Nation & World

On Election Day, voting problems emerge across the country

A “Vote Here” sign stands outside a polling station in Phoenix on Nov. 6, 2018. MUST CREDIT: Bloomberg photo by Caitlin O’Hara
A “Vote Here” sign stands outside a polling station in Phoenix on Nov. 6, 2018. MUST CREDIT: Bloomberg photo by Caitlin O’Hara

Civil rights groups and election officials fielded thousands of reports of voting irregularities as voting began across the country Tuesday, with voters and advocates complaining of broken machines, rejected ballots and untrained poll workers improperly challenging Americans’ right to vote.

A coalition of voting-rights organizations reported more than 10,000 calls by 11:30 a.m. - a higher call volume than in any recent midterm election - and referred many of them to state and local election officials, the groups said in a news conference in Washington. Together, the organizations have deployed about 6,500 lawyers and monitors across 30 states to protect ballot access - more than any previous election.

In Georgia, voters waited more than four hours to vote at an elementary school in suburban Atlanta, where some voting machines were not working at the start of the day. Reports of broken machines also surfaced in New York and Arizona.

“This was voter suppression at its finest,” said Takeye Sneeze, 35, a truck driver who said she watched 100 voters leave Annistown Elementary School after discovering the voting machines weren’t working. Seenze said she arrived at 7 a.m. to discover a long line already formed. Voting didn’t start until after 11 a.m.

Gabe Okoye, chairman of the Gwinnett County Democratic Party, said voting at Annistown Elementary would be extended 25 minutes, but he was seeking a delay of one hour.

In North Dakota, a voting-rights lawyer said dozens of Native American voters were being turned away because of issues with their identification. Poll workers were rejecting identification issued by tribal officials, advising voters not to initial ballots even though the law requires it and discouraging voters from casting provisional ballots when they arrived without proper identification, according to Carla Fredericks, director of the Indian Law Clinic at the University of Colorado.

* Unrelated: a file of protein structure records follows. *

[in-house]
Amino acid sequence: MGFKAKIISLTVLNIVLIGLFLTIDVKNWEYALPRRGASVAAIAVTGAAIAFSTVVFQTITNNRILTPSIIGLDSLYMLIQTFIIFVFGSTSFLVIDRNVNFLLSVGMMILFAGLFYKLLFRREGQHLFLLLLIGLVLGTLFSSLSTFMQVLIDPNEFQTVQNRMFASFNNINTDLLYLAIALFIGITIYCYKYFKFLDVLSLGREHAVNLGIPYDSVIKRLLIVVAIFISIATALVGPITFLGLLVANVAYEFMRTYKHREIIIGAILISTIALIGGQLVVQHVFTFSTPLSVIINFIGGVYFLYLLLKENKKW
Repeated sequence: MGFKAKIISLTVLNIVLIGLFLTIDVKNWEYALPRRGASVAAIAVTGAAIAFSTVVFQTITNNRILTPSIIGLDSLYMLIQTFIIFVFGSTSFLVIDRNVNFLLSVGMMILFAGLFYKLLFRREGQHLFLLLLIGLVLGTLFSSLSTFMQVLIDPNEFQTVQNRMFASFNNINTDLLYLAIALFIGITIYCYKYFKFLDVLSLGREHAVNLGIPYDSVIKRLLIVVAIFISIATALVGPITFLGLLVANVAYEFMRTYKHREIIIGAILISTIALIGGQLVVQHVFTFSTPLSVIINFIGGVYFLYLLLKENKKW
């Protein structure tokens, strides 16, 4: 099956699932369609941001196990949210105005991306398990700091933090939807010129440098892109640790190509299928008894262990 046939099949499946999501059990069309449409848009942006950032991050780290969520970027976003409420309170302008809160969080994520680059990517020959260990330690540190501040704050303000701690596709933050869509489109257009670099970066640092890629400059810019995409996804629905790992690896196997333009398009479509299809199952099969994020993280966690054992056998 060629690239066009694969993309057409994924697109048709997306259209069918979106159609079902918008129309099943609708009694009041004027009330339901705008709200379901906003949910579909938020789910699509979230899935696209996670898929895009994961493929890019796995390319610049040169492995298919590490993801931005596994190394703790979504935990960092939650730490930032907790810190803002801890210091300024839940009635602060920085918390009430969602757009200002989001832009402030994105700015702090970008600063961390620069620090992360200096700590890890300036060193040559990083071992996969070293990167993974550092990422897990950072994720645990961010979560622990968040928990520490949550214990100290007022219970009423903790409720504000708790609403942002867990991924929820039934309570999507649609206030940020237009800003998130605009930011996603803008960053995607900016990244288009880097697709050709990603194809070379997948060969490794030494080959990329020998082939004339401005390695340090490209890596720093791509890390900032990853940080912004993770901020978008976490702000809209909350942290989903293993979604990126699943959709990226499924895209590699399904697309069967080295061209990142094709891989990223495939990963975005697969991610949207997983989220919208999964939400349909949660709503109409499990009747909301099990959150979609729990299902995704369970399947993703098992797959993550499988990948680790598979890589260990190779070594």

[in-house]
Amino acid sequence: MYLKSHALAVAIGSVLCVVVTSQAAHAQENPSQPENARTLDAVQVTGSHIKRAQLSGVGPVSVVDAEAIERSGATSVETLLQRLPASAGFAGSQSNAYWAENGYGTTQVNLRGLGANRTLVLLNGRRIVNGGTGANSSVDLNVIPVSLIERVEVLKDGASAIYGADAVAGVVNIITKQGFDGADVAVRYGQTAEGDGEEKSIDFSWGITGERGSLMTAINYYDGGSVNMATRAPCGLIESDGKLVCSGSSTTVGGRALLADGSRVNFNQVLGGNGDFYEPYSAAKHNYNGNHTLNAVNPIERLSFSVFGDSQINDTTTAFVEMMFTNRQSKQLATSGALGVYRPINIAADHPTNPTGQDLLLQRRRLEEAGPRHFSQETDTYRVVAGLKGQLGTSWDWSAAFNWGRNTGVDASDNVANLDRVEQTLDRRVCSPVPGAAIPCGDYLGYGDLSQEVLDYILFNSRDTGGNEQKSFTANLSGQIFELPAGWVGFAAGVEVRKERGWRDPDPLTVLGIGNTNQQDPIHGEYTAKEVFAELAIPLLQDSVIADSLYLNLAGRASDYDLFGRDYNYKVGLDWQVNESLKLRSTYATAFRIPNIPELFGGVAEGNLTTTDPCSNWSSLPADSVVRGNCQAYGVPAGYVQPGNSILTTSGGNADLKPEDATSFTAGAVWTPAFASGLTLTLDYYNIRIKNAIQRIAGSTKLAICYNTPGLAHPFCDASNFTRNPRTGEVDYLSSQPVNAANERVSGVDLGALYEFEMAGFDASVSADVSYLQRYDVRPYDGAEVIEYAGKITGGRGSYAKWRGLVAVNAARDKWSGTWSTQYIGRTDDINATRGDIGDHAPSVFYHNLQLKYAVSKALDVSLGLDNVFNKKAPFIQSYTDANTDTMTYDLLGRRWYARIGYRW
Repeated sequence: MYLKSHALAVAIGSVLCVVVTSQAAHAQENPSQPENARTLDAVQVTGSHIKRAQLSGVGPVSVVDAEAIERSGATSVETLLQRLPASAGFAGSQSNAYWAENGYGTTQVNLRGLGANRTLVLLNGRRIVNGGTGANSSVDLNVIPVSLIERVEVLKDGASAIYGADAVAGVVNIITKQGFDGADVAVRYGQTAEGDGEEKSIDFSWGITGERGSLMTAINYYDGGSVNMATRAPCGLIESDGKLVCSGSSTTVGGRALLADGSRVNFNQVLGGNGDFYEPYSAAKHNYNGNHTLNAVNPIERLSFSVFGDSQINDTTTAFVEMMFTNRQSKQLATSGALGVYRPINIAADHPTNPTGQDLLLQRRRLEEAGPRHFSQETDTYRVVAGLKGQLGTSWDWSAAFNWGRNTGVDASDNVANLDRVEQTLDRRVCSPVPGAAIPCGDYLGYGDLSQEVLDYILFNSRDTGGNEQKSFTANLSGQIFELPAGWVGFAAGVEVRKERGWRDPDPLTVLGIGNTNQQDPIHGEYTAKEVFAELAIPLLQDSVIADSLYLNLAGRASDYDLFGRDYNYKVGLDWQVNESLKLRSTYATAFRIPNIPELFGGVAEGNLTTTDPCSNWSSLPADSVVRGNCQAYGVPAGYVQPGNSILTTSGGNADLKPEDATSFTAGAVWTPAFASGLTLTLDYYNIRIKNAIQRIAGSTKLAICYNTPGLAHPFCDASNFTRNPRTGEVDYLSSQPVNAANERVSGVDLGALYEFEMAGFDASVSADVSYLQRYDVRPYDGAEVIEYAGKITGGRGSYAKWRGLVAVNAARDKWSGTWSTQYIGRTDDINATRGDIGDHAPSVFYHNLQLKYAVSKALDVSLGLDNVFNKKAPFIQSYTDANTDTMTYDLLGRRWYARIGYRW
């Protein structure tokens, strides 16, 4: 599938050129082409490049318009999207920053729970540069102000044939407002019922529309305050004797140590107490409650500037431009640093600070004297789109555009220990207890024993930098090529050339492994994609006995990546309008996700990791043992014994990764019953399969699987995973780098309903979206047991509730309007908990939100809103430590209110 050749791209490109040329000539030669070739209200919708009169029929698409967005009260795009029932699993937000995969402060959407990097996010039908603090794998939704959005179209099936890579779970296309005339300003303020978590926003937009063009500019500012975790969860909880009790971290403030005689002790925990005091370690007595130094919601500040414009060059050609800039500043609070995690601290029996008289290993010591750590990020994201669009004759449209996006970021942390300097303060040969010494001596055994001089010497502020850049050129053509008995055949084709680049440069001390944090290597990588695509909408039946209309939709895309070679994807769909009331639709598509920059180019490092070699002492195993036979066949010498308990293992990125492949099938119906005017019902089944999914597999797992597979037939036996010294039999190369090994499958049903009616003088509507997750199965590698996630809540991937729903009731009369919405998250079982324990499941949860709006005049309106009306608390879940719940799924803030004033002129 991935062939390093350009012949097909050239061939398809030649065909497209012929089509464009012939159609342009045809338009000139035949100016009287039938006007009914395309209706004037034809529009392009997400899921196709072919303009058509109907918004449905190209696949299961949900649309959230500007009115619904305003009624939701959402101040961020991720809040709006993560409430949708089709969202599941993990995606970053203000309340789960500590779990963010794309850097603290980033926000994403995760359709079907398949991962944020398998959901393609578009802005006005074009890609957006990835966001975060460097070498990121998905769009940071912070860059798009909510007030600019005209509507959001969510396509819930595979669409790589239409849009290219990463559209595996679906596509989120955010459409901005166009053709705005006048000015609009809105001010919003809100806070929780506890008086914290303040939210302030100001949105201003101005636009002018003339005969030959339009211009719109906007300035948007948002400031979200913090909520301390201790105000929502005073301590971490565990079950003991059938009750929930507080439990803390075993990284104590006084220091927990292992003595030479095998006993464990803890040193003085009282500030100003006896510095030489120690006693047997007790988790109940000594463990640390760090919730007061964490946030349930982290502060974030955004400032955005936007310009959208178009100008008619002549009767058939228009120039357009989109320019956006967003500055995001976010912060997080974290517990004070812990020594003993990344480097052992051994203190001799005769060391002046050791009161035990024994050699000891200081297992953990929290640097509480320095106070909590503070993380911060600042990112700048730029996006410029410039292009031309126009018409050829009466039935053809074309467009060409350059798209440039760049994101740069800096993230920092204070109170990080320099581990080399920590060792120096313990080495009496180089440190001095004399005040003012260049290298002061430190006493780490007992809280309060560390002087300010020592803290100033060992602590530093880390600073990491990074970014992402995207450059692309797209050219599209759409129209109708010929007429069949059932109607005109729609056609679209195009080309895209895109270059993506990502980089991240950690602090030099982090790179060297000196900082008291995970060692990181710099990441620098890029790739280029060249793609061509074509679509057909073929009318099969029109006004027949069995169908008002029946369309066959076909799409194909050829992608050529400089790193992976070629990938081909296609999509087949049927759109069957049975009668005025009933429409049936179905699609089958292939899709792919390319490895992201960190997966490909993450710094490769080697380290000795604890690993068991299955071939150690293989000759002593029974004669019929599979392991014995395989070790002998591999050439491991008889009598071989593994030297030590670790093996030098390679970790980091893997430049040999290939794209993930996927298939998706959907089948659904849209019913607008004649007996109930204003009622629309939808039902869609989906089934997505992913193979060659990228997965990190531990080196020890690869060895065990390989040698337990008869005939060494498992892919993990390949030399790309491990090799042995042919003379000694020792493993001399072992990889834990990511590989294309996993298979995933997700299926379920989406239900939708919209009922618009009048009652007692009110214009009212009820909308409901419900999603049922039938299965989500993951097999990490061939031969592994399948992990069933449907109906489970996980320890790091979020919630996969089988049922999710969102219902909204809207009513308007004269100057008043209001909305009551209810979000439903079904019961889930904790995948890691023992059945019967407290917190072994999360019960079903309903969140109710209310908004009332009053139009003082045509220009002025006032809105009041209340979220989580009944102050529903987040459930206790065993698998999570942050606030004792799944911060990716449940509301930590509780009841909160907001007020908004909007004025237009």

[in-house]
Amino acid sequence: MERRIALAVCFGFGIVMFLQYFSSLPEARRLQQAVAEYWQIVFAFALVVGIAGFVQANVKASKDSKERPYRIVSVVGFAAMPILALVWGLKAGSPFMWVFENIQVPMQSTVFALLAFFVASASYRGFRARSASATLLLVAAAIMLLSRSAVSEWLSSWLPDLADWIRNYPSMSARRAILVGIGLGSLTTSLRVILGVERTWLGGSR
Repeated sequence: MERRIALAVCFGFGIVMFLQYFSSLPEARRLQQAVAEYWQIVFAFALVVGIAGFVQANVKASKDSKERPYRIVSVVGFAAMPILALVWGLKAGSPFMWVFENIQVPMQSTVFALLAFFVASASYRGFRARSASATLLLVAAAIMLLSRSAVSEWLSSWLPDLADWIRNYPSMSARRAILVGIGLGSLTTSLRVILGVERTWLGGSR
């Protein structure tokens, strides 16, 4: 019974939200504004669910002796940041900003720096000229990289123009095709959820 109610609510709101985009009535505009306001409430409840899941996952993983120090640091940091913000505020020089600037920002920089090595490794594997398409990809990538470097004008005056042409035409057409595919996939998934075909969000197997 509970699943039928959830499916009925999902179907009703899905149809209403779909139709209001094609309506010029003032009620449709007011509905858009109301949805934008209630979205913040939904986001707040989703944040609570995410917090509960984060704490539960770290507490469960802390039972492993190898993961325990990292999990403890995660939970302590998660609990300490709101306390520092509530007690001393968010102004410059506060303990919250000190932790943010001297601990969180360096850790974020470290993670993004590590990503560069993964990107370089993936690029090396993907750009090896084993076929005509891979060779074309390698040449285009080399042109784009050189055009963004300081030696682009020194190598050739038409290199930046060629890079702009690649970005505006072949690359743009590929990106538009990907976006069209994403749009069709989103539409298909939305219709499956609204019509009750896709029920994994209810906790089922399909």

“After I caught a voter who was being denied his right to vote and told him to go back in and request a set-aside ballot, the election worker told me I was interfering and need to leave,” said Fredericks, a member of the Mandan Hidatsa Arikara Nation, located in central North Dakota.

Complaints also emerged of voting machines flipping voters’ choices in Pennsylvania, North Carolina, Texas and Illinois, and of voters with limited English proficiency in the Houston area being blocked from bringing an interpreter with them to vote, as required under the Voting Rights Act, according to civil rights groups.

“We will continue to provide these updates and field these reports throughout the day and throughout the night, and work with election officials to troubleshoot and resolve them,” said Kristen Clarke, executive director of the Lawyers Committee for Civil Rights Under Law, one of multiple groups that have teamed together to monitor elections and run a voter hotline this year.

“If we need to, we’ll go to court,” Clarke said. “Our goal is to make sure that every eligible American that seeks to have their voice heard is able to do so this election cycle.”

In the run-up to Election Day, rash of concerns about ballot access flared across the country. Candidates in both parties traded accusations about threats to ballot integrity amid multiple reports about voting irregularities.

Some of the heightened anxiety results from a spate of restrictive voting laws passed by Republicans in recent years now affecting voting in closely contested races for House, Senate and governor. Republicans have said the tough new rules are necessary to combat voter fraud, while voting rights activists argue that the laws disproportionately affect young Americans and minorities, who tend to vote Democratic.

President Donald Trump and Attorney General Jeff Sessions on Monday warned against voter fraud, although study after study has shown there is no evidence of widespread voter fraud. Voting-rights advocates accused them of trying to intimidate voters of color.

Accusations of intimidation also surfaced Monday when the Department of Homeland Security announced plans to run a “crowd-control” exercise near a Hispanic neighborhood in El Paso Tuesday - the hometown of Democratic Rep. Beto O’Rourke, who is challenging Republican Sen. Ted Cruz in a closely contested race in Texas.

On Tuesday morning, U.S. Customs and Border Protection abruptly canceled the exercise after critics raised concerns about voter suppression.

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The Washington Post’s Sonam Vashi in Snellville, Georgia, and Bob Moore in El Paso, Texas, contributed to this report.

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